Kelley O’Connor’s warm mezzo conveyed Erda’s mystical forebodings. Brian Jagde’s assertive tenor was perfect for Froh, and Christian Van Horn’s Donner grippingly anticipated the storm that will begin Die Walküre. The Rhinemaidens—Jennifer Zetlan, Jennifer Johnson Cano, and Tamara Mumford—were vocally and dramatically perfect, singing their ecstatic lament amidst imposing brass fanfares and string arpeggios. David C. Woolard’s costumes were straightforward and effective. As Wotan led the gods into Walhalla, “hurrying to their end,” as Loge characterizes it, a slow dance of death unfolded, eliciting an image given us by Ingmar Bergman at the end of “The Seventh Seal.” 
    Wagner sprinkled magic dust throughout Das Rheingold, effecting small changes in various leitmotifs that transform their meaning. At the end of the first scene, during which Alberich steals the gold, a gnarly diminished seventh arpeggio associated with the Ring he intends to forge is turned into the calm, majestic, major-key chord progression that introduces Walhalla to the gods. Later, during the scene in Nibelheim, a previously happy, descending major second sung by the Rhinemaidens to the word “Rheingold” becomes a half-step groan accompanying Alberich’s oppression of the Nibelungs.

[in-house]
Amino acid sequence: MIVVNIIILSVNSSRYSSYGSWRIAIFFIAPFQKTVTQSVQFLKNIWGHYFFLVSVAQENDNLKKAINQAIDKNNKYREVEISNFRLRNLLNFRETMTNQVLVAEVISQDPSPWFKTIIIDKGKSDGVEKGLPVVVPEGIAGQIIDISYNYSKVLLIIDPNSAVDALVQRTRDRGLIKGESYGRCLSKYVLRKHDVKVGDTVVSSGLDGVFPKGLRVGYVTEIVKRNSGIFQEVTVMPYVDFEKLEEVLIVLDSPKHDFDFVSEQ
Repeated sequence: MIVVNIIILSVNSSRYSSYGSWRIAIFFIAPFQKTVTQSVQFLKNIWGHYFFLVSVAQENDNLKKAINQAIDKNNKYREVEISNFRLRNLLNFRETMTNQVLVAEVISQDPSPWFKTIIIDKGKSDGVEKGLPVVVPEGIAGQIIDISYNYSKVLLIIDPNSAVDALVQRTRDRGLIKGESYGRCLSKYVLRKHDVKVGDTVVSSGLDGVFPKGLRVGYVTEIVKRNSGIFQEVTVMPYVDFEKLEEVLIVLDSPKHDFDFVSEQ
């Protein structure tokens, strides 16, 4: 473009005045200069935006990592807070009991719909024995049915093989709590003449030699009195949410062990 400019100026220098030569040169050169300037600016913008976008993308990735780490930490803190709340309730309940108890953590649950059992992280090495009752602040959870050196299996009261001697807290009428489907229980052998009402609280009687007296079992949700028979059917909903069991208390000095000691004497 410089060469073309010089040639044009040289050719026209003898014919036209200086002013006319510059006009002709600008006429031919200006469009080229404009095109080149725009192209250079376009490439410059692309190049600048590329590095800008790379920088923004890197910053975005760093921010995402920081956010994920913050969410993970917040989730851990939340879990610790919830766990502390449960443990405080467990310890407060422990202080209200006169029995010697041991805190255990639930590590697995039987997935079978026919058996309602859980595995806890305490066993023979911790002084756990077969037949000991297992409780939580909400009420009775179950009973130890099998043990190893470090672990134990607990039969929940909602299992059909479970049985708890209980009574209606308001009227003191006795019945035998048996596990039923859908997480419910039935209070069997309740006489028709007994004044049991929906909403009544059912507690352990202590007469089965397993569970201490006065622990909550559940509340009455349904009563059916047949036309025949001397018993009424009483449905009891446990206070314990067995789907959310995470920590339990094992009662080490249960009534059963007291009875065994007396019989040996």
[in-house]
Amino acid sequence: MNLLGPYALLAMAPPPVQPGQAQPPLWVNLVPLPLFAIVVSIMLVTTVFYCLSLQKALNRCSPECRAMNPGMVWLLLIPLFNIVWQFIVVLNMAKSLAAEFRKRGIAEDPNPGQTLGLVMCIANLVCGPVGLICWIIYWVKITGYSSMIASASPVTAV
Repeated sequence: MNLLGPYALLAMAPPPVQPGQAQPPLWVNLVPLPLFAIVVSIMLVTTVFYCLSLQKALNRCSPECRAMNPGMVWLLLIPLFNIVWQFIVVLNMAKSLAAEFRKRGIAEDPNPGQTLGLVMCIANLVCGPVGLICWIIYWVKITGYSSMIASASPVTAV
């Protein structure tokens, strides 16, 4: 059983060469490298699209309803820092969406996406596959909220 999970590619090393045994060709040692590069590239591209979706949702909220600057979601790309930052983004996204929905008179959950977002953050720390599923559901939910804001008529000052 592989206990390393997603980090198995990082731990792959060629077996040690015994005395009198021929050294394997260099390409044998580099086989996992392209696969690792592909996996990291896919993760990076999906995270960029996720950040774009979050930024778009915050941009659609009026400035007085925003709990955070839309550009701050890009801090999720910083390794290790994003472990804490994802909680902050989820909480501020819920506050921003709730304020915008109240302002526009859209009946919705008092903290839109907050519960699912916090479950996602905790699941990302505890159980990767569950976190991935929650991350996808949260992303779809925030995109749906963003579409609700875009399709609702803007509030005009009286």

Near the end of the opera, as Wotan contemplates Walhalla in the hope that it will offer the gods shelter from the world’s evil, Wagner flashes a preview of Nothung, Siegmund’s promised sword, fully introduced in Die Walküre. Indeed, he uses the music of the opening lines of Siegmund’s sword monologue on identical pitches, thus planting a seed for subsequent development. 
    We await the development of his motivic ideas in a concert performance of Act I of Die Walküre by the New York Philharmonic under Music Director Jaap van Zweden on Feb. 14, 15, and 17, 2018. The cast will include Heidi Melton, Simon O’Neill, and John Relyea.


Ira Lieberman, a Society member, was a violinist in the Metropolitan Opera Orchestra for 35 years. 

Curtain call for New York Philharmonic's Das Rheingold: June 1, 3, and 6: music director Alan Gilbert in center. Photos: Chris Lee.